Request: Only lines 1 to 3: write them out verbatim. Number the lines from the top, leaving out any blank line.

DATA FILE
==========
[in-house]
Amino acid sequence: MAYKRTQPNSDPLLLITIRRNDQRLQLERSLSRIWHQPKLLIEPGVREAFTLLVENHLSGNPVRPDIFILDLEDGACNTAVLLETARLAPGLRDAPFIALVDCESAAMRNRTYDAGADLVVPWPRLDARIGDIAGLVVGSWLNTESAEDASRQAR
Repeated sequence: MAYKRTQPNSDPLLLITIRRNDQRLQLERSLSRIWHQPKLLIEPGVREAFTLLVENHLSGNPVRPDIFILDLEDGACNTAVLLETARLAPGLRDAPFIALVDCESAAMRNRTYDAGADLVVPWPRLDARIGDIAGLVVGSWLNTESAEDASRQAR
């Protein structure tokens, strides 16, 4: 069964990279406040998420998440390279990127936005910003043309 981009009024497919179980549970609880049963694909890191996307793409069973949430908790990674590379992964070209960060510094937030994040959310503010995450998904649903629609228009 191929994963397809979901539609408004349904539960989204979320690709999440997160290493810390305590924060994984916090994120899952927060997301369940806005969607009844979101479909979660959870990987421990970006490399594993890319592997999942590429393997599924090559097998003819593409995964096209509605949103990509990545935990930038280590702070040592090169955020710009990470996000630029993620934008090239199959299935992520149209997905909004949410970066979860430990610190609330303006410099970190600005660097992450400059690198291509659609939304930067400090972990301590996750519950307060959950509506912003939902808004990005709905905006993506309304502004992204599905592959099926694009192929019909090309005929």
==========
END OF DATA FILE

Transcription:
[in-house]
Amino acid sequence: MAYKRTQPNSDPLLLITIRRNDQRLQLERSLSRIWHQPKLLIEPGVREAFTLLVENHLSGNPVRPDIFILDLEDGACNTAVLLETARLAPGLRDAPFIALVDCESAAMRNRTYDAGADLVVPWPRLDARIGDIAGLVVGSWLNTESAEDASRQAR
Repeated sequence: MAYKRTQPNSDPLLLITIRRNDQRLQLERSLSRIWHQPKLLIEPGVREAFTLLVENHLSGNPVRPDIFILDLEDGACNTAVLLETARLAPGLRDAPFIALVDCESAAMRNRTYDAGADLVVPWPRLDARIGDIAGLVVGSWLNTESAEDASRQAR